UNGA: The B-list affair

If one is waiting with suspense, this isn’t the year for Obama to make a splash but to tout his legacy

Andrew Bowen
Andrew Bowen
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In the world of global summits, the A list is the G20, G7, and Davos. The B List is UNGA or on the regional level, a EU or NATO summit. The F-List is the Non-Aligned Summit, which was underway this past weekend in Venezuela, where President Rowhani and his partners railed against the imperialism of the West and its neighbors.

UNGA then is the summit of summits for minor African strongmen, “black sheeps” of the world, and UN members never on the A List guest list. It’s also a place to re-invent yourself (amidst his intervention in Syria last September, Putin made a dramatic appearance on the world stage at UNGA last year), and typically, the “sideshow” of sideshows where the real business gets done (unfortunately, that has been sidelined this year by Hangzhou).

This year’s UNGA is even less exclusive than last year’s. President Xi Jinping and President Vladimir Putin have more pressing matters and aren’t attending. The main-headliner is President Barack Obama, who makes his final speech in front of the UN on Tuesday. If one is waiting with suspense, this isn’t the year for Obama to make a splash but to tout his legacy.

Obama will extoll world leaders on the major themes of his presidency including climate change and nuclear non-proliferation (maybe even a plea for global trade agreements). He will chair his own summit on refugees on Tuesday amidst a global environment where refugees are increasing and increasingly becoming a political liability.

Even less interesting is the final agreed UNGA statement (to be rolled out at the end), the New York Declaration, a relatively banal document of global consensus that recognizes the challenge of refugees but offers no solutions.

UNGA will also be an opportunity for less in vogue world leaders to burnish their reputations. Theresa May, UK’s Prime Minister, will have her first UNGA post-Brexit where she will seek to make the case that Britain post-Brexit is both open for business and still matters. President Francois Hollande will seek to shine some positive light on his presidency as his political prospects dwindle at home for re-election.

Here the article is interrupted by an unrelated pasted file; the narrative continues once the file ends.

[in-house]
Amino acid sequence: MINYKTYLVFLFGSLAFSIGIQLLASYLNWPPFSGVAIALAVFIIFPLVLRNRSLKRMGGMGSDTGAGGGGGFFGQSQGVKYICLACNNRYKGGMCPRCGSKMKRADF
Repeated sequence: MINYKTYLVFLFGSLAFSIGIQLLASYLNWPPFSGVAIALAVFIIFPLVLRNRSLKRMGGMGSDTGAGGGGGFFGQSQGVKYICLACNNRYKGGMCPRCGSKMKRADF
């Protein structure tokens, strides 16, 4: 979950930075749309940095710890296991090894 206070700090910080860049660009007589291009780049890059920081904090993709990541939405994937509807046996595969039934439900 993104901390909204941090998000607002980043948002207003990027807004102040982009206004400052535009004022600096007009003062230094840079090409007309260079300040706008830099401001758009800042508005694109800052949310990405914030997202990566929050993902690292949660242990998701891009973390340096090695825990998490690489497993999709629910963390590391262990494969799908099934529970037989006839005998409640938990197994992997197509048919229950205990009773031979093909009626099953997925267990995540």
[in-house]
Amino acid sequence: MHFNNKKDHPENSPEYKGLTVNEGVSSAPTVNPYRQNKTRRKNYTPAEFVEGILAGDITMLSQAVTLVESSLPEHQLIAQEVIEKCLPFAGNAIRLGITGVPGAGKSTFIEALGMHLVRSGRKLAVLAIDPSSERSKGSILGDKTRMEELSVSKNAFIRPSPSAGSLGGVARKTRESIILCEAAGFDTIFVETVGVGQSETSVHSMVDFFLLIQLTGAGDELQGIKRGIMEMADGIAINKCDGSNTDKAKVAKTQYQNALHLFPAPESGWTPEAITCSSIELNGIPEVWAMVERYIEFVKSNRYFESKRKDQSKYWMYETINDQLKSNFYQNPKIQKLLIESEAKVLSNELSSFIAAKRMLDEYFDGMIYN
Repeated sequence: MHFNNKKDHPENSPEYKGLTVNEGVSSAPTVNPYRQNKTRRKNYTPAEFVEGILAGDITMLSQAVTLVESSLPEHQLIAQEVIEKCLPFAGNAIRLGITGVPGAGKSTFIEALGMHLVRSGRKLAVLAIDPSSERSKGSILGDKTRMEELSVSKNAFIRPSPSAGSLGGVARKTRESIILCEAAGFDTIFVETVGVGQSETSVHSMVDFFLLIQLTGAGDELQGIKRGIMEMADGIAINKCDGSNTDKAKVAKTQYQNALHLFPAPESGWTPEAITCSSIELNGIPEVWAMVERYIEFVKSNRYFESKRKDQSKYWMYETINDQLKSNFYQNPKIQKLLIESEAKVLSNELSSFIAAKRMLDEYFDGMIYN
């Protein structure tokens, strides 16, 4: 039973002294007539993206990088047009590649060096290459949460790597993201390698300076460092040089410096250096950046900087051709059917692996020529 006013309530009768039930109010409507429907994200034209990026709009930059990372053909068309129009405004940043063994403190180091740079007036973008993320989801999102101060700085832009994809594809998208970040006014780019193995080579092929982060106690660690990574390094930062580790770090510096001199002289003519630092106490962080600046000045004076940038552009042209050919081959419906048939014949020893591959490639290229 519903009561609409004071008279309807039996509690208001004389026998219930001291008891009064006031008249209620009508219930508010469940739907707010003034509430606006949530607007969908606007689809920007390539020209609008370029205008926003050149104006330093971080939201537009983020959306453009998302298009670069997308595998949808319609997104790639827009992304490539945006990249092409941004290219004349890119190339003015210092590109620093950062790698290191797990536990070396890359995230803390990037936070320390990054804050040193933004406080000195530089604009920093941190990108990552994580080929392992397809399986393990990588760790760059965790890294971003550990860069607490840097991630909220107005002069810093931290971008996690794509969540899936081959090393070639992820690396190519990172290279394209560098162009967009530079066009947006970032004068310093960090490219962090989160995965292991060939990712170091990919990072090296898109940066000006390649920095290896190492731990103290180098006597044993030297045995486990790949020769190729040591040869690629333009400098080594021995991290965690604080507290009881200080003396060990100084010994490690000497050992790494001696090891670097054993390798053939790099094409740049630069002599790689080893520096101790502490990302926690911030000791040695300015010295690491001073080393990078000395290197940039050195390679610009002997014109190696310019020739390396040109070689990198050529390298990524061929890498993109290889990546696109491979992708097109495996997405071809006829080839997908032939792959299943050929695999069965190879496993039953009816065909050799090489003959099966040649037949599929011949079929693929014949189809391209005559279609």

As lackluster as the G20 was for global economic cooperation, these summits can demonstrate that global challenges still require global solutions and cooperation; not walls or Brexits

Andrew Bowen

Global initiative

Arguably, one of the most interesting sideshows is the Clinton Global Initiative where celebrities, businessmen, and world leaders have an opportunity to engage President Bill Clinton and guage where they fall on the list of priorities for a future Clinton administration. Secretary Clinton will also hold her own bilateral with world leaders including President Sisi of Egypt. With Clinton’s lead diminishing in the polls, Trump Tower more so than the Clinton Global Initiative may be a more interesting stop.

Stage for Tehran

For Iran, UNGA is the A list “summit of summits” where President Rowhani for a brief New York moment gets to address world leaders a year since the JCPOA. In contrast to the UN Security Council, the General Assembly is a much more equal and welcoming place for Tehran.

With fragile domestic politics at home, Rowhani though will avoid any side meeting or photo opportunity with President Obama, but will use his speech to encourage the world to do business with Iran and make a case for Iran’s “constructive” regional and global role. He will likely avoid the fiery rhetoric of his predecessor, but Iran’s Foreign Minister Zarif’s op-ed in The New York Times on Saudi Arabia sets a very negative tone in advance of the speech.

In the wake of the largest US defense aid package ever given to Israel, Prime Minister Bibi Netanyahu will have a bilateral meeting with Obama in New York. While the package certainly is well received by Netanyahu, both men don’t particularly like each other and the Israeli Prime Minister will seek to use this an opportunity to try to dissuade Obama and other world leaders from considering any new peace initiative.

Real business?

While UNGA this year will certainly not be a very productive affair, there are a few opportunities for progress. The meetings on Syria and Yemen offer opportunities formally and informally to try to make some progress. One shouldn’t hold one’s breath but dialogue on these issues is more critical than discord.

UNGA is also an opportunity for the US and Russia to try to lower tensions since this weekend over the mistaken targeting of Syrian forces in eastern Syria and salvage the presently wobbling agreement between Kerry and Lavrov to cooperate on combatting ISIS and other extremist groups in Syria.

This meeting also is an opportunity to demonstrate the relevance of global forums and global cooperation amidst rising populism, nationalism, protectionism, and isolationism. As lackluster as the G20 was for global economic cooperation, these summits can demonstrate that global challenges still require global solutions and cooperation; not walls or Brexits.

Even with this small note of optimism, UNGA is in the shadow of November as the US goes to elect a new President and potentially, beginning of the unknown. Next September, the world could see Trump, Le Pen, Johnson, and Putin gathering on the world stage.
Andrew J. Bowen, Ph.D. is a Global Fellow in the Middle East Program at the Woodrow Wilson International Center for Scholars in Washington, DC.

Disclaimer: Views expressed by writers in this section are their own and do not reflect Al Arabiya English's point-of-view.
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